Partisan Outlook

Kevin Lewis

September 11, 2009

Partisanship and Economic Behavior: Do Partisan Differences in Economic Forecasts Predict Real Economic Behavior?

Alan Gerber & Gregory Huber
American Political Science Review, August 2009, Pages 407-426

Survey data regularly show that assessments of current and expected future economic performance are more positive when a respondent's partisanship matches that of the president. To determine if this is a survey artifact or something deeper, we investigate whether partisanship is associated with behavioral differences in economic decisions. We construct a new data set of county-level quarterly taxable sales to examine the effect of partisanship on consumption. Consumption change following a presidential election is correlated with a county's partisan complexion, a result consistent with partisans acting outside the domain of politics in accordance with the opinions they express in surveys. These results support an expansive view of the role of partisanship in mass politics and help validate surveys as a method for studying political behavior.


Southern Disillusionment with the Democratic Party: Cultural Conformity and "the Great Melding" of Racial and Economic Conservatism in Alabama during World War II

Glenn Feldman
Journal of American Studies, August 2009, Pages 199-230

This essay explores growing disillusionment with the national Democratic Party in the southern United States, disillusionment that led to third-party movements such as the Dixiecrats and George Wallacism, and eventually southern allegiance to the modern Republican Party. The essay focusses on Alabama during the first half of the 1940s, where a "Great Melding" between economic conservatism and racial conservatism came to maturity. The melding resulted in a cross-class and pan-white alliance in a state that had experienced periodic plain-white challenges to business and planter elite dominance. It also resulted in the use by economic conservatives of white supremacy and allied conservative norms on gender, class, religion, and militaristic hyper-patriotism to suppress future working-class insurgency, and set the stage for a more formal southern disassociation from the Democratic Party and eventual conversion to Republicanism.


Legislative Diversity and Social Tolerance: How Multiparty Systems Lead to Tolerant Citizens

Kris Dunn, Salomon Orellana & Shane Singh
Journal of Elections, Public Opinion & Parties, August 2009, Pages 283-312

This article argues that individuals in countries with a more diverse political discourse express high levels of social tolerance relative to those in low-discourse countries. Political systems with more parties facilitate the consideration of a broader range of issues, including those relevant to the interests of marginalized groups, and greater exposure to these issues increases individually-held levels of social tolerance. Using data from the World Values Survey and other sources, we demonstrate that the number of parties in the legislature is positively related to social tolerance. Our results are robust across several model specifications.


Individualism, conservatism, and radicalism as criteria for processing political beliefs: A parametric fMRI study

Giovanna Zamboni, Marta Gozzi, Frank Krueger, Jean-Reneacute Duhamel, Angela Sirigu & Jordan Grafman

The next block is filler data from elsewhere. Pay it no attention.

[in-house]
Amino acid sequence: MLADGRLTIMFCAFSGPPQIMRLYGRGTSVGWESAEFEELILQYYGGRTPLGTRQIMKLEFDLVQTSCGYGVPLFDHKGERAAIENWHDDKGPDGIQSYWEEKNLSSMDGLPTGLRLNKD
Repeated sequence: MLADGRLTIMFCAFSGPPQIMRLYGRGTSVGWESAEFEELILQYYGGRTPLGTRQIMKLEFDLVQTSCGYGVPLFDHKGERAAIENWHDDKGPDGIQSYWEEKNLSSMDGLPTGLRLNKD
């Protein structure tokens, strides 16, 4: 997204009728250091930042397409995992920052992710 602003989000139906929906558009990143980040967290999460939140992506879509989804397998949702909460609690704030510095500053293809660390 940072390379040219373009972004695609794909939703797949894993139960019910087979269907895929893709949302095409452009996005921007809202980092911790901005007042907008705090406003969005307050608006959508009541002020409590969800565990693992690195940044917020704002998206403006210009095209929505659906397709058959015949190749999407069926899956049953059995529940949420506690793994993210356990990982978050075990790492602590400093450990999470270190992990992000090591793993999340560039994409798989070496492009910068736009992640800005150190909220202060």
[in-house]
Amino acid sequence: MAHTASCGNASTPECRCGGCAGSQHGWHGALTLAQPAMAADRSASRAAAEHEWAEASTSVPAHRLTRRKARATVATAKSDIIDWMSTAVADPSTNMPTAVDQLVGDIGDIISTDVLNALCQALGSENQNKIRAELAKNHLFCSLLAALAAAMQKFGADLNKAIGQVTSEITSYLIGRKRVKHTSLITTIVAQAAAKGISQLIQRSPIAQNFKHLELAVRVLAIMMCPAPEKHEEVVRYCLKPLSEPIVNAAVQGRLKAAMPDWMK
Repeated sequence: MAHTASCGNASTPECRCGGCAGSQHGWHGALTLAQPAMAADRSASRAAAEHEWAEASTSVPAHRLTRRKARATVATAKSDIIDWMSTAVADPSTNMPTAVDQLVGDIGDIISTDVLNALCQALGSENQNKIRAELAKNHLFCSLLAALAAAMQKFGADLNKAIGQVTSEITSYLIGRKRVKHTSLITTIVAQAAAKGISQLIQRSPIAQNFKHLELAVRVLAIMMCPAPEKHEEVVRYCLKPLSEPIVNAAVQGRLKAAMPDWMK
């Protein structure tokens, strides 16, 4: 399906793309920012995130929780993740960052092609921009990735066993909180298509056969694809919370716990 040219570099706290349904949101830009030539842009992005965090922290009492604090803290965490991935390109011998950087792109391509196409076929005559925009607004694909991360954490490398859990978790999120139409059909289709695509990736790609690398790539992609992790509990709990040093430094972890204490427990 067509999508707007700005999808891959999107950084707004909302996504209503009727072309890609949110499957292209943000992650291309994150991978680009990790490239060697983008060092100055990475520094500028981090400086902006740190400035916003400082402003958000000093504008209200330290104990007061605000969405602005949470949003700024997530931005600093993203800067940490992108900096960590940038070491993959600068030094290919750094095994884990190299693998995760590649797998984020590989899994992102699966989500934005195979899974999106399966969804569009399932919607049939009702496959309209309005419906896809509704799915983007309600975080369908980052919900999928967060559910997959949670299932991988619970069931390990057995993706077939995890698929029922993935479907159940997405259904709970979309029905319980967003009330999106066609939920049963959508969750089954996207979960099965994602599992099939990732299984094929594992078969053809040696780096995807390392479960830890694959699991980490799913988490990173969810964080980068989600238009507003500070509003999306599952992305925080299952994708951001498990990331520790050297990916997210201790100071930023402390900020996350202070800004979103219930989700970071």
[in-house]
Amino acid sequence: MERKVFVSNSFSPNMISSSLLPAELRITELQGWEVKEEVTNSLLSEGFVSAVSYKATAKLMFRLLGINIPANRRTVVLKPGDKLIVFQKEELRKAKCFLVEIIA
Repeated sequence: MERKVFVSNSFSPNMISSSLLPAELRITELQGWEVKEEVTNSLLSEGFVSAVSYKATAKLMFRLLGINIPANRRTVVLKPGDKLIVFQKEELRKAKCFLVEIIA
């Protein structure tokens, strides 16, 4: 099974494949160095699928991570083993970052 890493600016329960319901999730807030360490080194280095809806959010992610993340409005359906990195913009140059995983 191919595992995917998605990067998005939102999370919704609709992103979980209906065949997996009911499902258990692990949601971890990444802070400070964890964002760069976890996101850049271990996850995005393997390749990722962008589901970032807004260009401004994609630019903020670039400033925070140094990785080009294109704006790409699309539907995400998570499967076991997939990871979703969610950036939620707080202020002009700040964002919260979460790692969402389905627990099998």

Social Neuroscience, October 2009, Pages 367-383

Politics is a manifestation of the uniquely human ability to debate, decide, and reach consensus on decisions affecting large groups over long durations of time. Recent neuroimaging studies on politics have focused on the association between brain regions and specific political behaviors by adopting party or ideological affiliation as a criterion to classify either experimental stimuli or subjects. However, it is unlikely that complex political beliefs (i.e., "the government should protect freedom of speech") are evaluated only on a liberal-to-conservative criterion. Here we used multidimensional scaling and parametric functional magnetic resonance imaging to identify which criteria/dimensions people use to structure complex political beliefs and which brain regions are concurrently activated. We found that three independent dimensions explained the variability of a set of statements expressing political beliefs and that each dimension was reflected in a distinctive pattern of neural activation: individualism (medial prefrontal cortex and temporoparietal junction), conservatism (dorsolateral prefrontal cortex), and radicalism (ventral striatum and posterior cingulate). The structures we identified are also known to be important in self-other processing, social decision-making in ambivalent situations, and reward prediction. Our results extend current knowledge on the neural correlates of the structure of political beliefs, a fundamental aspect of the human ability to coalesce into social entities.


Belief Overkill in Political Judgments

Jonathan Baron
University of Pennsylvania Working Paper, June 2009

When people tend toward a political decision, such as voting for the Republican Party, they are often attracted to this decision by one issue, such as the party's stance on abortion, but then they come to see other issues, such as the party's stand on taxes, as supporting their decision, even if they would not have thought so in the absence of the decision. I demonstrate this phenomenon with opinion poll data and with an experiment done on the World Wide Web using hypothetical candidates. For the hypothetical candidates, judgments about whether a candidate's position on issue A favors the candidate or the opponent are correlated with judgments about other positions taken by the candidate (as determined from other hypothetical candidates). Although this effect is small, it is greater in those subjects who rarely make conflicting judgments, in which one issue favors a candidate and another favors the opponent. In a few cases, judgments even reverse, so that a position that is counted as a minus for other candidates becomes a plus for a favored candidate. Reversals in the direction of a candidate's position are more likely when the candidate is otherwise favored. The experiment provides a new kind of demonstration of 'belief overkill,' the tendency to bring all arguments into line with a favored conclusion.